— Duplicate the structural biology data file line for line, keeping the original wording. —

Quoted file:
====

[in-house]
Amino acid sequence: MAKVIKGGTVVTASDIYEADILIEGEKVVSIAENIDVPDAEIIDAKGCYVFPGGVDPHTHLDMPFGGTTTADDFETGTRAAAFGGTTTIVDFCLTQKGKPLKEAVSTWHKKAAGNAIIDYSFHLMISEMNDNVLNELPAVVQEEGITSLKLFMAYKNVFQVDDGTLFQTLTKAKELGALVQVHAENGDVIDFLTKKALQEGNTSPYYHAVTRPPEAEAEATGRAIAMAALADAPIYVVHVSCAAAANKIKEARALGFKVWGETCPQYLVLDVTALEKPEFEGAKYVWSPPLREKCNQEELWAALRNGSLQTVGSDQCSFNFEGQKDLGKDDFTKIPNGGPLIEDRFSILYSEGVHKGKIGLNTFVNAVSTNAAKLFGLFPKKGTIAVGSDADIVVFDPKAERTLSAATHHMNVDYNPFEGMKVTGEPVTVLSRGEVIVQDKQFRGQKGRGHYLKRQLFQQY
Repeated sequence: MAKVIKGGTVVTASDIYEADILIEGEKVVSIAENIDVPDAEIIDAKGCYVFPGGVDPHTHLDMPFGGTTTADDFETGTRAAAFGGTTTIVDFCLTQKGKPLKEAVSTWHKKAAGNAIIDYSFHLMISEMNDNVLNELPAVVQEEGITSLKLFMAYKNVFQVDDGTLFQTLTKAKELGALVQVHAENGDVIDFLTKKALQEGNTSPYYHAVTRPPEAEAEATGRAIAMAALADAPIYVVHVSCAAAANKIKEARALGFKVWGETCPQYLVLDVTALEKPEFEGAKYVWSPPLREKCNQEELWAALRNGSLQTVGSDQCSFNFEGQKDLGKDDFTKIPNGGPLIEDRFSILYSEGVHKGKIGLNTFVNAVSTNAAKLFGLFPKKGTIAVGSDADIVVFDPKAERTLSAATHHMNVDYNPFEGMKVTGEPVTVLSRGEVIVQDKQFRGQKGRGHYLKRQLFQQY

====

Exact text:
[in-house]
Amino acid sequence: MAKVIKGGTVVTASDIYEADILIEGEKVVSIAENIDVPDAEIIDAKGCYVFPGGVDPHTHLDMPFGGTTTADDFETGTRAAAFGGTTTIVDFCLTQKGKPLKEAVSTWHKKAAGNAIIDYSFHLMISEMNDNVLNELPAVVQEEGITSLKLFMAYKNVFQVDDGTLFQTLTKAKELGALVQVHAENGDVIDFLTKKALQEGNTSPYYHAVTRPPEAEAEATGRAIAMAALADAPIYVVHVSCAAAANKIKEARALGFKVWGETCPQYLVLDVTALEKPEFEGAKYVWSPPLREKCNQEELWAALRNGSLQTVGSDQCSFNFEGQKDLGKDDFTKIPNGGPLIEDRFSILYSEGVHKGKIGLNTFVNAVSTNAAKLFGLFPKKGTIAVGSDADIVVFDPKAERTLSAATHHMNVDYNPFEGMKVTGEPVTVLSRGEVIVQDKQFRGQKGRGHYLKRQLFQQY
Repeated sequence: MAKVIKGGTVVTASDIYEADILIEGEKVVSIAENIDVPDAEIIDAKGCYVFPGGVDPHTHLDMPFGGTTTADDFETGTRAAAFGGTTTIVDFCLTQKGKPLKEAVSTWHKKAAGNAIIDYSFHLMISEMNDNVLNELPAVVQEEGITSLKLFMAYKNVFQVDDGTLFQTLTKAKELGALVQVHAENGDVIDFLTKKALQEGNTSPYYHAVTRPPEAEAEATGRAIAMAALADAPIYVVHVSCAAAANKIKEARALGFKVWGETCPQYLVLDVTALEKPEFEGAKYVWSPPLREKCNQEELWAALRNGSLQTVGSDQCSFNFEGQKDLGKDDFTKIPNGGPLIEDRFSILYSEGVHKGKIGLNTFVNAVSTNAAKLFGLFPKKGTIAVGSDADIVVFDPKAERTLSAATHHMNVDYNPFEGMKVTGEPVTVLSRGEVIVQDKQFRGQKGRGHYLKRQLFQQY